Go see J.D. Crowe’s Banger at IBMM

One of the most famous instruments in the history of bluegrass music is, arguably, the “Banger,” the 1929 Gibson Mastertone played by J.D Crowe on everything from classic Jimmy Martin numbers to the seminal Rounder 0044. A quick Google search turns up dozens of results from fans sharing stories about the time they got to play the banjo at a festival or instrument shop, and a common refrain is that while it always sounds good, not even the best picker can get it to sound quite like Crowe!

The banjo has recently been loaned to the International Bluegrass Music Museum in Owensboro, Kentucky, where it is currently on display as part of their permanent exhibit. The RB-3 no-hole flathead, serial number 9467-5, is set-up with a few other pieces of Crowe memorabilia, including a Bluegrass Album Band tour jacket, tuners, and an LP copy of Rounder 0044. Interestingly, it’s the newer version of 0044 – in addition to the infamous photo on the first cover, the band was originally listed as simply “The New South” during the album’s first run.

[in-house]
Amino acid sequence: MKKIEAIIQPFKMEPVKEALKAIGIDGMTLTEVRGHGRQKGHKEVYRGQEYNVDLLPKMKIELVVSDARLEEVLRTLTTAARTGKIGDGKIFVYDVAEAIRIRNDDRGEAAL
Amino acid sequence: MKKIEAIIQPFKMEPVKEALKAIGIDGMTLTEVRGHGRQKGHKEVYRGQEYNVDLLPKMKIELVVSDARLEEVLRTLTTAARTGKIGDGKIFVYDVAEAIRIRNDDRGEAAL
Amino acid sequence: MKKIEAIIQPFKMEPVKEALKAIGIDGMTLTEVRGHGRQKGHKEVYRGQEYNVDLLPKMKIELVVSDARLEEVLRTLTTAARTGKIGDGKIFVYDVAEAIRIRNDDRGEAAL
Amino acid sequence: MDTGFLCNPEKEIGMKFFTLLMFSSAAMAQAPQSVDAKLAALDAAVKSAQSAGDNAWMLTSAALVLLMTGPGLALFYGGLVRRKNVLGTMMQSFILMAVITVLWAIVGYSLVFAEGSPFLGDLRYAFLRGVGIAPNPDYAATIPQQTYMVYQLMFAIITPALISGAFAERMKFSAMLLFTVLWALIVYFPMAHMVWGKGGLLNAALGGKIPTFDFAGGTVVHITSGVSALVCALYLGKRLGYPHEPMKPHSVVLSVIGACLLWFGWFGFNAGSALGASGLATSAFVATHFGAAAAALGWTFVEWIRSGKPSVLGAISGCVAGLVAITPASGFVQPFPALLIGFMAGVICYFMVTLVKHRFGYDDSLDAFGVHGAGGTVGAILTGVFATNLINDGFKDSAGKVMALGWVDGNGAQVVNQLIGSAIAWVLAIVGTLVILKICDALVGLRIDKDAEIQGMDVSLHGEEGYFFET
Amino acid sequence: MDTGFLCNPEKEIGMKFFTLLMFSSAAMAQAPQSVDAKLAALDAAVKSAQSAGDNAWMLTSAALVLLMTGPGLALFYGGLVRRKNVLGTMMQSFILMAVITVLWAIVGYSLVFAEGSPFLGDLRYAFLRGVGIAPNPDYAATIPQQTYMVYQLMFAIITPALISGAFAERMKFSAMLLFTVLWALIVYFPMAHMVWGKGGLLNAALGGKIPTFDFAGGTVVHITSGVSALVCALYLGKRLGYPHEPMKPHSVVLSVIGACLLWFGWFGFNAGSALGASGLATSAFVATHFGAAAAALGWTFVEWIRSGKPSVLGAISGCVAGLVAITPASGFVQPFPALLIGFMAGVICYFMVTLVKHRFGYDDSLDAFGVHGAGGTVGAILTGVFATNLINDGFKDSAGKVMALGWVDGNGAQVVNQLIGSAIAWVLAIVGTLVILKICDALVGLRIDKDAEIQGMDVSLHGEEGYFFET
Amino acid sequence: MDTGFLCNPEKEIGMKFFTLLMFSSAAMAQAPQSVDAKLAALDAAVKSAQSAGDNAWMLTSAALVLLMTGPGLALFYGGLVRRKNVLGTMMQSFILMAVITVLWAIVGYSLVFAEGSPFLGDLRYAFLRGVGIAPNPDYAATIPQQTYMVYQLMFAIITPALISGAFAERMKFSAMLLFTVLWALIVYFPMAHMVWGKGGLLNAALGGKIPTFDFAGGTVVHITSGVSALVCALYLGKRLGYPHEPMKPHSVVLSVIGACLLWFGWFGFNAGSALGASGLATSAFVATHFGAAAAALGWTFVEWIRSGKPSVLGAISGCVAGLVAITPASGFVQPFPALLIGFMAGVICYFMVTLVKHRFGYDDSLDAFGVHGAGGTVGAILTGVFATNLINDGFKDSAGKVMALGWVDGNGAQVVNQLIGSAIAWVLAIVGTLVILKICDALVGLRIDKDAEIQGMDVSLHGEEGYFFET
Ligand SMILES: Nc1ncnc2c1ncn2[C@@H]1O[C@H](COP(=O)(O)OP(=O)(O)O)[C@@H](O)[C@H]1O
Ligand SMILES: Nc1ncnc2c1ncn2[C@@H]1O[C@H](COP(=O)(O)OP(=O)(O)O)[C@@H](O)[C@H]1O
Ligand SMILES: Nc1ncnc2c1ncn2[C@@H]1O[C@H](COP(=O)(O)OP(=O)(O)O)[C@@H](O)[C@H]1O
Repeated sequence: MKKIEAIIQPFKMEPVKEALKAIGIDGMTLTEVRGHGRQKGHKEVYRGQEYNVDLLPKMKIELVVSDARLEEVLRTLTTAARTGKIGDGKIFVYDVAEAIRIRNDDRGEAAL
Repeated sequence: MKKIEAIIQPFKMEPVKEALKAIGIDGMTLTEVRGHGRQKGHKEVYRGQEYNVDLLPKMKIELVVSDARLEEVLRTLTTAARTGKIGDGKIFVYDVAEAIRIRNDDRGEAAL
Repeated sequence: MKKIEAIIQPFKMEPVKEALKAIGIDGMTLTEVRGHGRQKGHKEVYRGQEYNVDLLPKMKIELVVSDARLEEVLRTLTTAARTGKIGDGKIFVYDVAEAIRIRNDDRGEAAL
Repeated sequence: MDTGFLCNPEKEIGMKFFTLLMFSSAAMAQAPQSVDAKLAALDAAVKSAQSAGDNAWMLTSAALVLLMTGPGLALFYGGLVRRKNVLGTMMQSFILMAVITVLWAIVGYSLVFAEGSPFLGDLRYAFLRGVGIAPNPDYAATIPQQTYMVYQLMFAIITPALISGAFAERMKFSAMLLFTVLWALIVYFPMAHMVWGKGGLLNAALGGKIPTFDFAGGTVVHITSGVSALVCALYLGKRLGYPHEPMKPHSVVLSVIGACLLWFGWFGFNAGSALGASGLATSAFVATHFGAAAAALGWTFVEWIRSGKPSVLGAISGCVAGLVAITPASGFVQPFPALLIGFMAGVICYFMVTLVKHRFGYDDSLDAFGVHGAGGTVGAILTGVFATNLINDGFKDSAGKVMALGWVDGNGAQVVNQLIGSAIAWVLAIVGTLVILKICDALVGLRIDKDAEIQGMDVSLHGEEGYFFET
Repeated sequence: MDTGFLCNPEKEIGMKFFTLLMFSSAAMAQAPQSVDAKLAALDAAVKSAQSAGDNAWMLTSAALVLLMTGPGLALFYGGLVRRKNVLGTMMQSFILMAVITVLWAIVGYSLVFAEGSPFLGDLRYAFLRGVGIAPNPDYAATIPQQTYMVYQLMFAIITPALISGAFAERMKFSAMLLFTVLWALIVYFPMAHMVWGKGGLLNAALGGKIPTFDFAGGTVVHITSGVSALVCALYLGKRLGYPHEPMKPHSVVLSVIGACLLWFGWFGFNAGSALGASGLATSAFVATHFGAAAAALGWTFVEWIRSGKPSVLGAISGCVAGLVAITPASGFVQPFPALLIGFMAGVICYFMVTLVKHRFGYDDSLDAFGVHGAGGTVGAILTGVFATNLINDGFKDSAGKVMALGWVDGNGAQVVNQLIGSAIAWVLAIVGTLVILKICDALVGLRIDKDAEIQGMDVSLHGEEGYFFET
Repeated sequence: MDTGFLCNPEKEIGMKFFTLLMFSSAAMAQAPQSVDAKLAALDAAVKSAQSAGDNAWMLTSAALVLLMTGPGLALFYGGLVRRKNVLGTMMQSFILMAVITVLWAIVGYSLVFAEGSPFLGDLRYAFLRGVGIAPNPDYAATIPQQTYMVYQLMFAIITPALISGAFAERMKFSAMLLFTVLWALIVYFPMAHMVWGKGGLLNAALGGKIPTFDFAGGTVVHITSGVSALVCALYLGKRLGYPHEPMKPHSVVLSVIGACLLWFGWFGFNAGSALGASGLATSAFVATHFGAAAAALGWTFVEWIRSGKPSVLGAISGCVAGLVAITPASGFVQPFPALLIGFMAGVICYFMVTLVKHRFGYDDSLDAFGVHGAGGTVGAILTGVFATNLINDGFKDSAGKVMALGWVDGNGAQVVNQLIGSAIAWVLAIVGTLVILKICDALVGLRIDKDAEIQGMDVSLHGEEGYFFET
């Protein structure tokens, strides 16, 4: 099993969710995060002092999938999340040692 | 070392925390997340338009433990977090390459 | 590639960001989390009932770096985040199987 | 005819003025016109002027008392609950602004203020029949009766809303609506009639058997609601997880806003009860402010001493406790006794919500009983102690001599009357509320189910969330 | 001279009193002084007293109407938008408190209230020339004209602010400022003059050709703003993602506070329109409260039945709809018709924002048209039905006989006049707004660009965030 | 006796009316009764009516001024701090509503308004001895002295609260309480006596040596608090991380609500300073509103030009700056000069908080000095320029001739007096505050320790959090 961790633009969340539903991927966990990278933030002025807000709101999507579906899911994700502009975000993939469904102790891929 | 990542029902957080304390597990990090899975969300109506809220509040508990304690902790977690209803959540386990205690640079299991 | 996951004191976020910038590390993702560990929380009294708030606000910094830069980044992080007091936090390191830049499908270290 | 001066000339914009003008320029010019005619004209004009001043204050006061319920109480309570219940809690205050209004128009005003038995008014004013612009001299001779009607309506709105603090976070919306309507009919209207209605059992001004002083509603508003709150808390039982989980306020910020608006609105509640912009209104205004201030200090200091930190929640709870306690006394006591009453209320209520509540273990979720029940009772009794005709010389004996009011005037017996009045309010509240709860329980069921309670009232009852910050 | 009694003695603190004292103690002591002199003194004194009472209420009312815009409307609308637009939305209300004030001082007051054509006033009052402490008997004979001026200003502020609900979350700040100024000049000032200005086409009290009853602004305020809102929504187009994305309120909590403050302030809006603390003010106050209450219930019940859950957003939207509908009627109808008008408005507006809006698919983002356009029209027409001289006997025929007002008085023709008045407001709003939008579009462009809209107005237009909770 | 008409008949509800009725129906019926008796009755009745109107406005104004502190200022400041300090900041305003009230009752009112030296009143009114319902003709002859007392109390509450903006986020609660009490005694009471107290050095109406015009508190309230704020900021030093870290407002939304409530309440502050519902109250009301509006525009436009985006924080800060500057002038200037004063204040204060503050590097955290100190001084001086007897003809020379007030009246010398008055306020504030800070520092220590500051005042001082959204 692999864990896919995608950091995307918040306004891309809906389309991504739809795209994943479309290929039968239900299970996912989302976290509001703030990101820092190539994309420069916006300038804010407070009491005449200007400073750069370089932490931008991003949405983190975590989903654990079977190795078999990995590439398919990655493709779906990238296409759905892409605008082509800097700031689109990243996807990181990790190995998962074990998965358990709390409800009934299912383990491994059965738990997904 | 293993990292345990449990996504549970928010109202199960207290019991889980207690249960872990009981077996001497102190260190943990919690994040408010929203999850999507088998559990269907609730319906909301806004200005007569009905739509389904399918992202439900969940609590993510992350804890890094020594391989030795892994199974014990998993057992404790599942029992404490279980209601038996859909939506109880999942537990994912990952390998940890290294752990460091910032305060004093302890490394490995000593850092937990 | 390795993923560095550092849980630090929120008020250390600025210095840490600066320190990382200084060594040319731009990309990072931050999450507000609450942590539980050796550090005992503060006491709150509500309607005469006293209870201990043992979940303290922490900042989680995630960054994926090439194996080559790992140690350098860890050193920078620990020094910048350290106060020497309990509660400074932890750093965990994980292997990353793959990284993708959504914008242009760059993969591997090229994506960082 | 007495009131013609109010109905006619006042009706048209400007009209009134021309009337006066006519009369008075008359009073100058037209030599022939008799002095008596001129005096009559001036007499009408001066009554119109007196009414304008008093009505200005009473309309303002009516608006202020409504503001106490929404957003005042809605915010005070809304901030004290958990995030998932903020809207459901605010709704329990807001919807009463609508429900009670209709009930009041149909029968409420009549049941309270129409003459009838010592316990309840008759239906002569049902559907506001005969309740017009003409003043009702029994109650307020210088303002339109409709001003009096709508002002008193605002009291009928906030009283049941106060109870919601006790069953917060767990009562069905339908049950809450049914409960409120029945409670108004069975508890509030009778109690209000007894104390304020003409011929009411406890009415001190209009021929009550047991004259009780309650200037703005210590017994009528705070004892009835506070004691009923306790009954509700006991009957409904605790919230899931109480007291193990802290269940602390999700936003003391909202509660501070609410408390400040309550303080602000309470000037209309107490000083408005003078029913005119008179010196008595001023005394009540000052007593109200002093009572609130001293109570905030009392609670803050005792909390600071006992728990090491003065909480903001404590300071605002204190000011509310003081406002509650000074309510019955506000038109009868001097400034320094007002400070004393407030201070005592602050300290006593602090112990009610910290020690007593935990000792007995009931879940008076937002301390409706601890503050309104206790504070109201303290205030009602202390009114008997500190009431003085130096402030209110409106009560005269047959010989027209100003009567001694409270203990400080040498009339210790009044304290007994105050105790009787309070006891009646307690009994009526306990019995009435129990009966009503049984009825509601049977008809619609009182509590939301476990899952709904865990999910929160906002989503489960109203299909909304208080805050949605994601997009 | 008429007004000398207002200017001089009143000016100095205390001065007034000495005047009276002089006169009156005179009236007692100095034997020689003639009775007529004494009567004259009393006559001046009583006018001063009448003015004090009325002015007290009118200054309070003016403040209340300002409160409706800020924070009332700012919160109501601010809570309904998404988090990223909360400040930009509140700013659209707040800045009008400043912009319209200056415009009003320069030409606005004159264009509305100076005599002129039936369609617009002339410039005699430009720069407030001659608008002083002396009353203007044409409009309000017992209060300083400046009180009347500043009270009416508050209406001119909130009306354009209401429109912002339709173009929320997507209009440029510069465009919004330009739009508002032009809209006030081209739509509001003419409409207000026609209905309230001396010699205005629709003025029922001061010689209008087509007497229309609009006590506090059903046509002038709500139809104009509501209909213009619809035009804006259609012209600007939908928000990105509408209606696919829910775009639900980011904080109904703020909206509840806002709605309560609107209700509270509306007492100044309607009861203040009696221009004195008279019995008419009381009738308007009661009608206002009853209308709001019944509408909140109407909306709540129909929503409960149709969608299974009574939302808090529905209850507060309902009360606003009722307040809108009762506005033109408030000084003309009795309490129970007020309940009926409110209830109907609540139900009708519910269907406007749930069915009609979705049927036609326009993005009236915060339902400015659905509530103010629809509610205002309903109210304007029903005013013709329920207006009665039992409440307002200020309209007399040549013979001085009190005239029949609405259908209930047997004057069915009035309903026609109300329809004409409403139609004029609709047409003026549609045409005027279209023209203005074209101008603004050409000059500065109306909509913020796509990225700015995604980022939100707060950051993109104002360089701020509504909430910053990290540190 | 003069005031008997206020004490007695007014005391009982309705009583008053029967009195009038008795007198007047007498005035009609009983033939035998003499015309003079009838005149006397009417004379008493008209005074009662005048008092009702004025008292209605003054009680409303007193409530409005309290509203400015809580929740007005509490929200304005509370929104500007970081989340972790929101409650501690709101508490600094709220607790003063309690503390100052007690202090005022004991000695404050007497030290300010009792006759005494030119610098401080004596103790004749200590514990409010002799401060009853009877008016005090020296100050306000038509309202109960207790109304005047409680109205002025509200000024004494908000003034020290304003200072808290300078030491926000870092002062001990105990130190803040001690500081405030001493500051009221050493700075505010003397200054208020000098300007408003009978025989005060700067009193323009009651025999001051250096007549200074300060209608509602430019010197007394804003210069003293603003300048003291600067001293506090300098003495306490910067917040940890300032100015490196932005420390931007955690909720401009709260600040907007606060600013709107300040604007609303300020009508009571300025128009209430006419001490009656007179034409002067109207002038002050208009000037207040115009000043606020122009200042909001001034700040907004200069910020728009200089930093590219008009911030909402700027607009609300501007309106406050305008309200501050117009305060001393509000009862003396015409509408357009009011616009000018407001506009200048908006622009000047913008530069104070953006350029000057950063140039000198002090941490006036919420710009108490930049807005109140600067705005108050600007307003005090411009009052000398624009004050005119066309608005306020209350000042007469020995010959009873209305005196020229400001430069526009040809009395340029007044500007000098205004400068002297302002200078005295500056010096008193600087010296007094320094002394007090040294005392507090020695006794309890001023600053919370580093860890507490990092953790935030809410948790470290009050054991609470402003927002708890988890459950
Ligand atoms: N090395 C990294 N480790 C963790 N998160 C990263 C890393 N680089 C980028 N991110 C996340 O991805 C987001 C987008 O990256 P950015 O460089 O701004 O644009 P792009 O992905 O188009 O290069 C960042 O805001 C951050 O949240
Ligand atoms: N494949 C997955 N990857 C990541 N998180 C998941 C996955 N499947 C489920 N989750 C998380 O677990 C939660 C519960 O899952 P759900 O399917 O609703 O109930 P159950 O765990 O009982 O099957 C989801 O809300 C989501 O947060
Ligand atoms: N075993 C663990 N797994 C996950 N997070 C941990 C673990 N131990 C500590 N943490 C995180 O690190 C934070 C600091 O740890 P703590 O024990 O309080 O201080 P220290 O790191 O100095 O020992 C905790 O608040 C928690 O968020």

If you make the trek to Owensboro to check out the “Banger” firsthand, you’ll also get to check out a number of other well-known instruments from the bluegrass and traditional music world, including Uncle Pen’s fiddle and a banjo from Pete Seeger. For more information on the museum, visit them online at www.bluegrassmuseum.org or on Facebook.

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About the Author

John Curtis Goad

John Goad is a graduate of the East Tennessee State University Bluegrass, Old Time & Country Music program, with a Masters degree in both History and Appalachian Studies from ETSU.